Making a Difference in Our Hispanic Community

Marisel Villegas is on her way to achieving her dream of becoming a radiology technologist, thanks to a scholarship program established by a local Mississippi Gulf Coast Community College student and a donation from Merchants & Marine Bank. Marisel is the first recipient of the Society Advocating for Latin Student Advancement (S.A.L.S.A.) scholarship, which will cover her full tuition at MGCCC.

Where It All Began

The idea for the S.A.L.S.A. scholarship came to Lucia Barberena while attending an event highlighting up-and-coming local Hispanic businesses and individuals in the courtyard of the bank’s main office in Pascagoula. Lucia previously had recognized the lack of Hispanic representation around the MGCCC campus, especially when Hispanic students who had been attending classes were no longer on campus. She would check in with these former students and learned that many of them dropped out of school due to financial issues.

When we think of influencers, we may think of someone leveraging their expertise and social media to promote a product or encourage their followers to act. Lucia isn’t a heavy social media user; she influences others through her actions. She set out to provide support for Hispanic students at MGCCC by first organizing the Jackson County Hispanic American Club (JCHAC) to help celebrate and bring awareness to Hispanic culture on campus. “Involvement increases the likelihood of (Hispanic students) finishing their degrees,” Lucia noted. The club provides the opportunity for Hispanic students to get involved in extracurricular activities such as kayaking and dance nights.

Finding a Partner in Merchants & Marine Bank

Next, she began raising funds toward the S.A.L.S.A. Scholarship endowment. “It was something I had thought about for a long time, but I wasn’t sure it was possible,” she said. She thanks her Honors College advisors for encouraging her. When she started reaching out to local businesses and organizations, she received more than positive feedback and excitement – she received thousands of dollars in donations toward the endowment.

When Clayton Legear, President and CEO of Merchants & Marine Bank and a MGCCC Foundation board member, heard about Lucia’s efforts, he knew this was something the bank had to support. He saw that Lucia’s values reflect those of the bank, including resilience and a focus on the family and community.

Those same values are also found within the Gulf Coast’s Hispanic community, which increased by 55 percent between 2010 and 2020. The opportunity to support Lucia’s dream of funding a scholarship to help those in the growing Hispanic community achieve their dreams ensured that the bank’s $43,000 donation would have maximum impact. “No matter what Lucia chooses to do, she’s going to make a difference,” Clayton said. And the bank wanted to help her, help the greater community.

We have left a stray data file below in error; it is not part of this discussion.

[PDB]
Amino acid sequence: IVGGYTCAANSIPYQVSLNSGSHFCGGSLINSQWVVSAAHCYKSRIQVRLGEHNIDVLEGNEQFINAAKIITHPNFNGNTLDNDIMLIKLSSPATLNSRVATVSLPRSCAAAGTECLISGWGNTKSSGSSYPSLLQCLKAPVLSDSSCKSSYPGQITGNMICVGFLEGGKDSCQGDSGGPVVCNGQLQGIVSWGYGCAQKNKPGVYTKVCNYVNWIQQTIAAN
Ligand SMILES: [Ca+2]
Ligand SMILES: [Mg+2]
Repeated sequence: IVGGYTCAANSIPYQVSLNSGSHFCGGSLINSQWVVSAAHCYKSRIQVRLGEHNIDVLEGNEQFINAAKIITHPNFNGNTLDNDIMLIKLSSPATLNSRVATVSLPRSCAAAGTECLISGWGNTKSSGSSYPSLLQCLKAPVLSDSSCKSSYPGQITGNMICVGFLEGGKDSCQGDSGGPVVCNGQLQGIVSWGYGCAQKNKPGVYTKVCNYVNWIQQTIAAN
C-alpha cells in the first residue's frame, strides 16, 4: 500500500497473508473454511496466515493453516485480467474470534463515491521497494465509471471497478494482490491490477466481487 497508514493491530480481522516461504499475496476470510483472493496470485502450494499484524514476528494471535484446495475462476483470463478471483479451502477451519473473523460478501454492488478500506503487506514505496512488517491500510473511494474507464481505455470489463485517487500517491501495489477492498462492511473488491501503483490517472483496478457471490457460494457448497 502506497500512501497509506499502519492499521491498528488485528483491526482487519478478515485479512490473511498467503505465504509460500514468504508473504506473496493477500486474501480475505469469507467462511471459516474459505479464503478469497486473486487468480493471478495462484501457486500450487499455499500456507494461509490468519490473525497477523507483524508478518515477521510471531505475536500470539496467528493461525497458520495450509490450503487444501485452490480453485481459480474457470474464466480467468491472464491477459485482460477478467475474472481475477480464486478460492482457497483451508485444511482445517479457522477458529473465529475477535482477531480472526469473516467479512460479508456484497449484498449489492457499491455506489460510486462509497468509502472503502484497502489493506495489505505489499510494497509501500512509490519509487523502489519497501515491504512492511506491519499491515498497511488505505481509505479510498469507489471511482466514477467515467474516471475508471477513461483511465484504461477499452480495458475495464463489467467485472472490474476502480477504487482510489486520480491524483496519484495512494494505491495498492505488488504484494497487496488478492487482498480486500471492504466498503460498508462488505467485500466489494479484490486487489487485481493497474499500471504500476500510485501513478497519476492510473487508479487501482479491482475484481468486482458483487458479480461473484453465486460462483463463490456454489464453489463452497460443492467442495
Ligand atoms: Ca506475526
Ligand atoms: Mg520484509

Influence in Action

Once the S.A.L.S.A. Scholarship endowment was established, Lucia went to area high schools to talk about the opportunity and encourage students to apply. She also reached out to Marisel, who she met while working on a Phi Beta Kappa project to raise awareness of ESL classes. Fearing for the safety of herself and her daughter, Marisel fled her native Venezuela twelve years ago, leaving behind her professional career to immigrate to the United States. She did not speak English at the time but was able to provide for her family by working as many as three low-paying jobs at one time. With her daughter now in college, and having completed English-language classes, Marisel had expressed her own desire to enroll in college as a non-traditional student to pursue a degree in radiologic technology. Her application, which included an essay about how her experience as a member of the Hispanic community had impacted her and would influence how she chose to utilize her education and career, stood out and she was awarded the scholarship in May.

“I hope the S.A.L.S.A. Scholarship creates a legacy for the Hispanic community and gives those who may not otherwise have the chance to live out their own dreams,” said Lucia. Establishing the scholarship endowment is just one of many achievements for Lucia, whose previous accomplishments include serving on the board of MGCCC’s  Student Government Association, being named to the All-Mississippi and All-USA Academic Teams, and being one of only three students in the state to be named a 2022 Jack Kent Cooke Undergraduate Transfer Scholar. In 2020, she became Mississippi’s first female Eagle Scout; this summer, she is serving as a Keys Adventure Mate with the National High Adventure Program at Sea Base in the Florida Keys. She plans to attend law school with the goal of becoming an immigration attorney.

Learn more

To learn more about the S.A.L.S.A. Scholarship, visit MGCCC’s website.

For more information on the Jackson County Hispanic American Club, visit the organization’s Facebook page.